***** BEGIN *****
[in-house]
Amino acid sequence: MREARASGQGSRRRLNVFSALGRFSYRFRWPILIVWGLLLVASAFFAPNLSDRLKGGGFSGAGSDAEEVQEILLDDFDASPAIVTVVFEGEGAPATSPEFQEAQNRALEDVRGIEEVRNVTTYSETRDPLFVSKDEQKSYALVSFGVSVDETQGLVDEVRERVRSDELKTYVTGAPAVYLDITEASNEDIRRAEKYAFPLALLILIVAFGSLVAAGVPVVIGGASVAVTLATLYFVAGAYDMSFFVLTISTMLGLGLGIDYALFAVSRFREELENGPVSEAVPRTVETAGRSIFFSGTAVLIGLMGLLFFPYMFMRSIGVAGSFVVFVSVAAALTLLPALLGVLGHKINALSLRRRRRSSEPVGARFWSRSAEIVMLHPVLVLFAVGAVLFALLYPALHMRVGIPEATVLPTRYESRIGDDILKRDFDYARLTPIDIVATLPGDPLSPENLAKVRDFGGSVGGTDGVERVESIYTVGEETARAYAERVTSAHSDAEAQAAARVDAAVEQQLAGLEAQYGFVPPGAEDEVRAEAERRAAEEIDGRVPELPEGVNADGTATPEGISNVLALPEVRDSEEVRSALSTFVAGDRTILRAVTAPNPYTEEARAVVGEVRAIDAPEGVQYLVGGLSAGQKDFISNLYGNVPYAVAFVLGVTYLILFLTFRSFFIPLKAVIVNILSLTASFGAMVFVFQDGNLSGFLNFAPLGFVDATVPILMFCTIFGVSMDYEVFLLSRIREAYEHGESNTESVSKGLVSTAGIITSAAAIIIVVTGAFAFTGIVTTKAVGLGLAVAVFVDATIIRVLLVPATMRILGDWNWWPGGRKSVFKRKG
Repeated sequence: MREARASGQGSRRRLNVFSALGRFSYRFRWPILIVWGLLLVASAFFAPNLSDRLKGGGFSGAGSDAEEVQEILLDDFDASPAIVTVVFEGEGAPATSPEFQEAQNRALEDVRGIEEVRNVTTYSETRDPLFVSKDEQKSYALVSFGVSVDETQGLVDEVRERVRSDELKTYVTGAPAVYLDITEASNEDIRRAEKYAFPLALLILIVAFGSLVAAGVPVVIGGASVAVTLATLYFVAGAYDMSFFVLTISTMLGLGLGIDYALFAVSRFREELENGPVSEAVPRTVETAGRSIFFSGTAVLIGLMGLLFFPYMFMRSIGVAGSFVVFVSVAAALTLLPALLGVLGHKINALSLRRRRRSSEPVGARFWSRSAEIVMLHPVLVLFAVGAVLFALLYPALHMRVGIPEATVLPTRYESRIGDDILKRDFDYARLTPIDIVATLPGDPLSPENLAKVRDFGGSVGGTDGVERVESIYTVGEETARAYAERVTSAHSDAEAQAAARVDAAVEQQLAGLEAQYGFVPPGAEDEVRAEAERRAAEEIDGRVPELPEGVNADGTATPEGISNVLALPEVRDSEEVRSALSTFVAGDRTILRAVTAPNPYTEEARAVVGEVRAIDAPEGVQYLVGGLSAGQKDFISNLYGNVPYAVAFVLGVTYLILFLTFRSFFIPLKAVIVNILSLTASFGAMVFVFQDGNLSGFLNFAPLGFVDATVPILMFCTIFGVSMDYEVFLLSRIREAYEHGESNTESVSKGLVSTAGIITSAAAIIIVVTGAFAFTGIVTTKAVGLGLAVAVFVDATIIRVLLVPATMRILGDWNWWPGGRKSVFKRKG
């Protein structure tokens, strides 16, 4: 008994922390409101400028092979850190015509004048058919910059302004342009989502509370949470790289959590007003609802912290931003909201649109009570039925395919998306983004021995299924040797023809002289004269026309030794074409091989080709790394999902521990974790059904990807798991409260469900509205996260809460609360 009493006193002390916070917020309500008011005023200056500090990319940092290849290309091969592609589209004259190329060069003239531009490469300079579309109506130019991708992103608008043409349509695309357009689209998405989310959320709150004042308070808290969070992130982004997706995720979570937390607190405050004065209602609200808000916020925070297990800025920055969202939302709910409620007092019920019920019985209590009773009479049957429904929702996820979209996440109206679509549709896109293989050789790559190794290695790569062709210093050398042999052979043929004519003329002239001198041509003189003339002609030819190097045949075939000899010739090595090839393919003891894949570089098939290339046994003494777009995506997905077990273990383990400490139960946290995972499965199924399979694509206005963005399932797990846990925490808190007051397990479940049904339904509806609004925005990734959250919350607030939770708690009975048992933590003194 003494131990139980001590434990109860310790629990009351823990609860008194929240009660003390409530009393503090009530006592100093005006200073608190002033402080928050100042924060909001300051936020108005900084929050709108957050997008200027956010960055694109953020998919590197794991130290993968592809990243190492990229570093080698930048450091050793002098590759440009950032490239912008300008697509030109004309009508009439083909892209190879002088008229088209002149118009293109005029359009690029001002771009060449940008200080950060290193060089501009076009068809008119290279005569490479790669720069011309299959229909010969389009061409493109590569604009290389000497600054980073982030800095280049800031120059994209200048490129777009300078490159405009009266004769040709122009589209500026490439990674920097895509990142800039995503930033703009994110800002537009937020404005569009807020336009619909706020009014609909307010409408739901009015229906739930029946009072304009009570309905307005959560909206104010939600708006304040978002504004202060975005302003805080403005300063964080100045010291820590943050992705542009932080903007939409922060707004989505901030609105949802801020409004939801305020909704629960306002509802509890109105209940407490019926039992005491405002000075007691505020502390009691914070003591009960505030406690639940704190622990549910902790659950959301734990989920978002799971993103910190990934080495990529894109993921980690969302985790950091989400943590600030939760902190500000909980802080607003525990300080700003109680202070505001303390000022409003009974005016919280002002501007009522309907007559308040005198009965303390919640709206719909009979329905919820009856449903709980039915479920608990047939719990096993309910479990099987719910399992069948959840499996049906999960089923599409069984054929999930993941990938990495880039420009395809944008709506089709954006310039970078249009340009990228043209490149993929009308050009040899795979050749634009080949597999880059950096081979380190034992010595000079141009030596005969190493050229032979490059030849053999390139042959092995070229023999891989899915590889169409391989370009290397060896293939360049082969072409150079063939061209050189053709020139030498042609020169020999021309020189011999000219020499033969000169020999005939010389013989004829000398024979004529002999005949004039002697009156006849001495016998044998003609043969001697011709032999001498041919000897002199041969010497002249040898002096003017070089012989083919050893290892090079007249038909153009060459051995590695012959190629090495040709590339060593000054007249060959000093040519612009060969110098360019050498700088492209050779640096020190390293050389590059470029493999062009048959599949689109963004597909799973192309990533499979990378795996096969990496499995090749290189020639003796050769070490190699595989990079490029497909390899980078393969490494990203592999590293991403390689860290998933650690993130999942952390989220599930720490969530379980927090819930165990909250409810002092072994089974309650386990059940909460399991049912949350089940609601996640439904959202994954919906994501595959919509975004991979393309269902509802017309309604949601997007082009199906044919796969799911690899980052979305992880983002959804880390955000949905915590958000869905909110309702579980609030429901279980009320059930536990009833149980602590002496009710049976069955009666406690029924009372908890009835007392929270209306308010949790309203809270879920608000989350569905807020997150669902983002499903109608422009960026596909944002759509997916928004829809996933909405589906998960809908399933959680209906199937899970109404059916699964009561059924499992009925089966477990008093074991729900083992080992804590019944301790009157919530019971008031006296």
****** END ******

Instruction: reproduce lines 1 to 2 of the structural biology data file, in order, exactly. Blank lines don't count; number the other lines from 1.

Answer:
[in-house]
Amino acid sequence: MREARASGQGSRRRLNVFSALGRFSYRFRWPILIVWGLLLVASAFFAPNLSDRLKGGGFSGAGSDAEEVQEILLDDFDASPAIVTVVFEGEGAPATSPEFQEAQNRALEDVRGIEEVRNVTTYSETRDPLFVSKDEQKSYALVSFGVSVDETQGLVDEVRERVRSDELKTYVTGAPAVYLDITEASNEDIRRAEKYAFPLALLILIVAFGSLVAAGVPVVIGGASVAVTLATLYFVAGAYDMSFFVLTISTMLGLGLGIDYALFAVSRFREELENGPVSEAVPRTVETAGRSIFFSGTAVLIGLMGLLFFPYMFMRSIGVAGSFVVFVSVAAALTLLPALLGVLGHKINALSLRRRRRSSEPVGARFWSRSAEIVMLHPVLVLFAVGAVLFALLYPALHMRVGIPEATVLPTRYESRIGDDILKRDFDYARLTPIDIVATLPGDPLSPENLAKVRDFGGSVGGTDGVERVESIYTVGEETARAYAERVTSAHSDAEAQAAARVDAAVEQQLAGLEAQYGFVPPGAEDEVRAEAERRAAEEIDGRVPELPEGVNADGTATPEGISNVLALPEVRDSEEVRSALSTFVAGDRTILRAVTAPNPYTEEARAVVGEVRAIDAPEGVQYLVGGLSAGQKDFISNLYGNVPYAVAFVLGVTYLILFLTFRSFFIPLKAVIVNILSLTASFGAMVFVFQDGNLSGFLNFAPLGFVDATVPILMFCTIFGVSMDYEVFLLSRIREAYEHGESNTESVSKGLVSTAGIITSAAAIIIVVTGAFAFTGIVTTKAVGLGLAVAVFVDATIIRVLLVPATMRILGDWNWWPGGRKSVFKRKG